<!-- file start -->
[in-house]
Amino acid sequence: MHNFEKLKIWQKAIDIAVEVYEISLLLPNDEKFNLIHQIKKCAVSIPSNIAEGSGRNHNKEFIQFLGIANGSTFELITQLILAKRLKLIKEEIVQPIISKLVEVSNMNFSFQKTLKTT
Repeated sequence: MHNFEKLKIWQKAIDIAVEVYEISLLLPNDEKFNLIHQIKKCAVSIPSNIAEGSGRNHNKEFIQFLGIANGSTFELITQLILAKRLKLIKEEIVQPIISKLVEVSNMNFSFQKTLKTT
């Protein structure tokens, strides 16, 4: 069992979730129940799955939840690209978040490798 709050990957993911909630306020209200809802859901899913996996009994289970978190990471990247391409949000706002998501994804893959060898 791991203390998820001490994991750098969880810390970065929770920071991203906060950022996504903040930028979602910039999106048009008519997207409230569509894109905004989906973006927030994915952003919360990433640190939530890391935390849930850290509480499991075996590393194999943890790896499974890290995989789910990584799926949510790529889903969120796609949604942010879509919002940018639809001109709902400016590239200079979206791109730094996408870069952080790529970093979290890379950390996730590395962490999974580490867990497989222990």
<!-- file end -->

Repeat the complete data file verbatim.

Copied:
[in-house]
Amino acid sequence: MHNFEKLKIWQKAIDIAVEVYEISLLLPNDEKFNLIHQIKKCAVSIPSNIAEGSGRNHNKEFIQFLGIANGSTFELITQLILAKRLKLIKEEIVQPIISKLVEVSNMNFSFQKTLKTT
Repeated sequence: MHNFEKLKIWQKAIDIAVEVYEISLLLPNDEKFNLIHQIKKCAVSIPSNIAEGSGRNHNKEFIQFLGIANGSTFELITQLILAKRLKLIKEEIVQPIISKLVEVSNMNFSFQKTLKTT
């Protein structure tokens, strides 16, 4: 069992979730129940799955939840690209978040490798 709050990957993911909630306020209200809802859901899913996996009994289970978190990471990247391409949000706002998501994804893959060898 791991203390998820001490994991750098969880810390970065929770920071991203906060950022996504903040930028979602910039999106048009008519997207409230569509894109905004989906973006927030994915952003919360990433640190939530890391935390849930850290509480499991075996590393194999943890790896499974890290995989789910990584799926949510790529889903969120796609949604942010879509919002940018639809001109709902400016590239200079979206791109730094996408870069952080790529970093979290890379950390996730590395962490999974580490867990497989222990």